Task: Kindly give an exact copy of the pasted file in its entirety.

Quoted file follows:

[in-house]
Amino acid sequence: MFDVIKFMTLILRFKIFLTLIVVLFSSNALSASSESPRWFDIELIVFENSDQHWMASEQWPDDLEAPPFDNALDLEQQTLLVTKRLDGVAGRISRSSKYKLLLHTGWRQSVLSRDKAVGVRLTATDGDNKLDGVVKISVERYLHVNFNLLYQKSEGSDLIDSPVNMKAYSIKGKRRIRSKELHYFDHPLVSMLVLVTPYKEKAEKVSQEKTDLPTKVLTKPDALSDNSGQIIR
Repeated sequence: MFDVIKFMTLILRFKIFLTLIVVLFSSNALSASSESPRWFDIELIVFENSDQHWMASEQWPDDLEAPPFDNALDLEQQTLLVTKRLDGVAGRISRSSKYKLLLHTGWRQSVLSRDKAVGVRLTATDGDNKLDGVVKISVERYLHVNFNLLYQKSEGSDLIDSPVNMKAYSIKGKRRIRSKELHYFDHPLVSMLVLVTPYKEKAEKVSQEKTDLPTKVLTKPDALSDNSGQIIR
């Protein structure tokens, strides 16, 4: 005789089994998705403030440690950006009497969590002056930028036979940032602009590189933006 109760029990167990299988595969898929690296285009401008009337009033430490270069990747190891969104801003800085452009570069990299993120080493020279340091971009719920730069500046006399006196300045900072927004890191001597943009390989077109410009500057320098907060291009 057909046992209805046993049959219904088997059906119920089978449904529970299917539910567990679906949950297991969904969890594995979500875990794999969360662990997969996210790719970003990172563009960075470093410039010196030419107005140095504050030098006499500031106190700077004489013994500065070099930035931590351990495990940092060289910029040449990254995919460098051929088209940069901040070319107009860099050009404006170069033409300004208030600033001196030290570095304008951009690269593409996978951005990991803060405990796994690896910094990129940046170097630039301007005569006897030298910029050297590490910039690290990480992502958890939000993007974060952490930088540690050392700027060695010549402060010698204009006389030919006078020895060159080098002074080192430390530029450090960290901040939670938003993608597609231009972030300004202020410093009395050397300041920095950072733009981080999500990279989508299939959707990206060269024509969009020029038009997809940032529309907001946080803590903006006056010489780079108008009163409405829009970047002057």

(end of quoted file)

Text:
[in-house]
Amino acid sequence: MFDVIKFMTLILRFKIFLTLIVVLFSSNALSASSESPRWFDIELIVFENSDQHWMASEQWPDDLEAPPFDNALDLEQQTLLVTKRLDGVAGRISRSSKYKLLLHTGWRQSVLSRDKAVGVRLTATDGDNKLDGVVKISVERYLHVNFNLLYQKSEGSDLIDSPVNMKAYSIKGKRRIRSKELHYFDHPLVSMLVLVTPYKEKAEKVSQEKTDLPTKVLTKPDALSDNSGQIIR
Repeated sequence: MFDVIKFMTLILRFKIFLTLIVVLFSSNALSASSESPRWFDIELIVFENSDQHWMASEQWPDDLEAPPFDNALDLEQQTLLVTKRLDGVAGRISRSSKYKLLLHTGWRQSVLSRDKAVGVRLTATDGDNKLDGVVKISVERYLHVNFNLLYQKSEGSDLIDSPVNMKAYSIKGKRRIRSKELHYFDHPLVSMLVLVTPYKEKAEKVSQEKTDLPTKVLTKPDALSDNSGQIIR
């Protein structure tokens, strides 16, 4: 005789089994998705403030440690950006009497969590002056930028036979940032602009590189933006 109760029990167990299988595969898929690296285009401008009337009033430490270069990747190891969104801003800085452009570069990299993120080493020279340091971009719920730069500046006399006196300045900072927004890191001597943009390989077109410009500057320098907060291009 057909046992209805046993049959219904088997059906119920089978449904529970299917539910567990679906949950297991969904969890594995979500875990794999969360662990997969996210790719970003990172563009960075470093410039010196030419107005140095504050030098006499500031106190700077004489013994500065070099930035931590351990495990940092060289910029040449990254995919460098051929088209940069901040070319107009860099050009404006170069033409300004208030600033001196030290570095304008951009690269593409996978951005990991803060405990796994690896910094990129940046170097630039301007005569006897030298910029050297590490910039690290990480992502958890939000993007974060952490930088540690050392700027060695010549402060010698204009006389030919006078020895060159080098002074080192430390530029450090960290901040939670938003993608597609231009972030300004202020410093009395050397300041920095950072733009981080999500990279989508299939959707990206060269024509969009020029038009997809940032529309907001946080803590903006006056010489780079108008009163409405829009970047002057």